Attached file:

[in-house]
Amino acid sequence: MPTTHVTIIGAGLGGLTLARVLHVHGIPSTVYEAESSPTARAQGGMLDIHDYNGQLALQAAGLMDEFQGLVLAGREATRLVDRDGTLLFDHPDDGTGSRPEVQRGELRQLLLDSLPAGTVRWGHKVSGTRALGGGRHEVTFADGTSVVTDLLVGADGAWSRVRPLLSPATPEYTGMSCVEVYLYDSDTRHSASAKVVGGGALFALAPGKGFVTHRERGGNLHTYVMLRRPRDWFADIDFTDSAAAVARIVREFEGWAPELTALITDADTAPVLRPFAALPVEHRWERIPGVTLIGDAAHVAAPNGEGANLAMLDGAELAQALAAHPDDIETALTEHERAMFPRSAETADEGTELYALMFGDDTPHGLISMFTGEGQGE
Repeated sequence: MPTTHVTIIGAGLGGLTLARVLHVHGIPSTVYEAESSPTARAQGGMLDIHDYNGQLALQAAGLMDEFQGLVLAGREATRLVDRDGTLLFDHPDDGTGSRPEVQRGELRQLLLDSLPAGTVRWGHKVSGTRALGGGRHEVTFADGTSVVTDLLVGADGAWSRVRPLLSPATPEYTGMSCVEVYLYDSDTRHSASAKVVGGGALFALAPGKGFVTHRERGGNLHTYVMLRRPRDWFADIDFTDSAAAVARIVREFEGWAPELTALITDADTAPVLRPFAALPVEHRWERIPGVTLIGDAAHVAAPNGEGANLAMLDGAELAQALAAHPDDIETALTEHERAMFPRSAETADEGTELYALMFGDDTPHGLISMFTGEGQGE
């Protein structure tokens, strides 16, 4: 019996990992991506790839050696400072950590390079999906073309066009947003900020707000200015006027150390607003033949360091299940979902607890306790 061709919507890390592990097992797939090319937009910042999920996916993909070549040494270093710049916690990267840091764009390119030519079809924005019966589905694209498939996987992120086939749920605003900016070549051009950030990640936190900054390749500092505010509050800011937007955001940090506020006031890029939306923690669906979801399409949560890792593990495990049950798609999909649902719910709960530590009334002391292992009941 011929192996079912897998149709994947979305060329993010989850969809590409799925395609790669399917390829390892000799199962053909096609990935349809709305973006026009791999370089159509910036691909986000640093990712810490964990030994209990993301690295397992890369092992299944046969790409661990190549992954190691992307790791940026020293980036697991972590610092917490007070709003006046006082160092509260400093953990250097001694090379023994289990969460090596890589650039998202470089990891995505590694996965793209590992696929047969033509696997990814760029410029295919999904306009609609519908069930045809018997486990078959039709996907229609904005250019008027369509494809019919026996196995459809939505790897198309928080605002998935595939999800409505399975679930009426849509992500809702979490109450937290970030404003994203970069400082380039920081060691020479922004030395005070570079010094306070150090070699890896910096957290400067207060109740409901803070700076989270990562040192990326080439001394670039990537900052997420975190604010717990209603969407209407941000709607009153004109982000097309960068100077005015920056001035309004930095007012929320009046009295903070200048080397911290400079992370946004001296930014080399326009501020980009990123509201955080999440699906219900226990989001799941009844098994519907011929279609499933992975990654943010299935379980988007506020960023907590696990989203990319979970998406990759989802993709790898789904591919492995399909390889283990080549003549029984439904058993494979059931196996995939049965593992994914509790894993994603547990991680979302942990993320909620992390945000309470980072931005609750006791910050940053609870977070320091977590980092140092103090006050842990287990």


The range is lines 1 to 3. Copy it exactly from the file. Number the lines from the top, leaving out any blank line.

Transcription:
[in-house]
Amino acid sequence: MPTTHVTIIGAGLGGLTLARVLHVHGIPSTVYEAESSPTARAQGGMLDIHDYNGQLALQAAGLMDEFQGLVLAGREATRLVDRDGTLLFDHPDDGTGSRPEVQRGELRQLLLDSLPAGTVRWGHKVSGTRALGGGRHEVTFADGTSVVTDLLVGADGAWSRVRPLLSPATPEYTGMSCVEVYLYDSDTRHSASAKVVGGGALFALAPGKGFVTHRERGGNLHTYVMLRRPRDWFADIDFTDSAAAVARIVREFEGWAPELTALITDADTAPVLRPFAALPVEHRWERIPGVTLIGDAAHVAAPNGEGANLAMLDGAELAQALAAHPDDIETALTEHERAMFPRSAETADEGTELYALMFGDDTPHGLISMFTGEGQGE
Repeated sequence: MPTTHVTIIGAGLGGLTLARVLHVHGIPSTVYEAESSPTARAQGGMLDIHDYNGQLALQAAGLMDEFQGLVLAGREATRLVDRDGTLLFDHPDDGTGSRPEVQRGELRQLLLDSLPAGTVRWGHKVSGTRALGGGRHEVTFADGTSVVTDLLVGADGAWSRVRPLLSPATPEYTGMSCVEVYLYDSDTRHSASAKVVGGGALFALAPGKGFVTHRERGGNLHTYVMLRRPRDWFADIDFTDSAAAVARIVREFEGWAPELTALITDADTAPVLRPFAALPVEHRWERIPGVTLIGDAAHVAAPNGEGANLAMLDGAELAQALAAHPDDIETALTEHERAMFPRSAETADEGTELYALMFGDDTPHGLISMFTGEGQGE